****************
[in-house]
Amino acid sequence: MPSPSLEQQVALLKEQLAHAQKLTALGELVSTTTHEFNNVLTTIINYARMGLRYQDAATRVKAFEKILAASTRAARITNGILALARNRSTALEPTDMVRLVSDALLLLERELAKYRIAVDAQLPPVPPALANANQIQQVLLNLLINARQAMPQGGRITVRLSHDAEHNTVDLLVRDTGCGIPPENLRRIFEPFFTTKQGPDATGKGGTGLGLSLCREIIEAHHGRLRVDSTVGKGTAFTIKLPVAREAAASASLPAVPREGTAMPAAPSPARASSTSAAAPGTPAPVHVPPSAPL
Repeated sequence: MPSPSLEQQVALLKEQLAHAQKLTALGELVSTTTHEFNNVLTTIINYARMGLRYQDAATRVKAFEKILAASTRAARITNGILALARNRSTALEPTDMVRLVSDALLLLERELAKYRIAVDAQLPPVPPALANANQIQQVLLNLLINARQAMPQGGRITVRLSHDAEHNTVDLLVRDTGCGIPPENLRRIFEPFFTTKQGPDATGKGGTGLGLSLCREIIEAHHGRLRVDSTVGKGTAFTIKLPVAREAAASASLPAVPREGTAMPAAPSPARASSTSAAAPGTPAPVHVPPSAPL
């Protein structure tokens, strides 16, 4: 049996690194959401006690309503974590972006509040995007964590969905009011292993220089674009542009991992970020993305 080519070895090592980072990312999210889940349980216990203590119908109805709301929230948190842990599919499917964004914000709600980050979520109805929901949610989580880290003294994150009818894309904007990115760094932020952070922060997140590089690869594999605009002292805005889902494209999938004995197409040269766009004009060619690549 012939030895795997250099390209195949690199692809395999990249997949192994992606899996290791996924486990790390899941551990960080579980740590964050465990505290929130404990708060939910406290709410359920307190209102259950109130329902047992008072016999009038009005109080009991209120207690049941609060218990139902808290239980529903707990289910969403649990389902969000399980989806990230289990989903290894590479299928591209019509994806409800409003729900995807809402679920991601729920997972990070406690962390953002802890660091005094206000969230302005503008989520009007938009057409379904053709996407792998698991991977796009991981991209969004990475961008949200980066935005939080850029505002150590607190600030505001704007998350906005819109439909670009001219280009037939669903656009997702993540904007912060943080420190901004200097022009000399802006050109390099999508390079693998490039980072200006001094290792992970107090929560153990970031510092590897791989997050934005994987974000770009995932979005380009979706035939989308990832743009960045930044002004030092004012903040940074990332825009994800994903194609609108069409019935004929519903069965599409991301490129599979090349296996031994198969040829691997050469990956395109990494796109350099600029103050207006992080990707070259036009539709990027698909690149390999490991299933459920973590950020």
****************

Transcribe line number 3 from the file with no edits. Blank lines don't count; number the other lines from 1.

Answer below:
Repeated sequence: MPSPSLEQQVALLKEQLAHAQKLTALGELVSTTTHEFNNVLTTIINYARMGLRYQDAATRVKAFEKILAASTRAARITNGILALARNRSTALEPTDMVRLVSDALLLLERELAKYRIAVDAQLPPVPPALANANQIQQVLLNLLINARQAMPQGGRITVRLSHDAEHNTVDLLVRDTGCGIPPENLRRIFEPFFTTKQGPDATGKGGTGLGLSLCREIIEAHHGRLRVDSTVGKGTAFTIKLPVAREAAASASLPAVPREGTAMPAAPSPARASSTSAAAPGTPAPVHVPPSAPL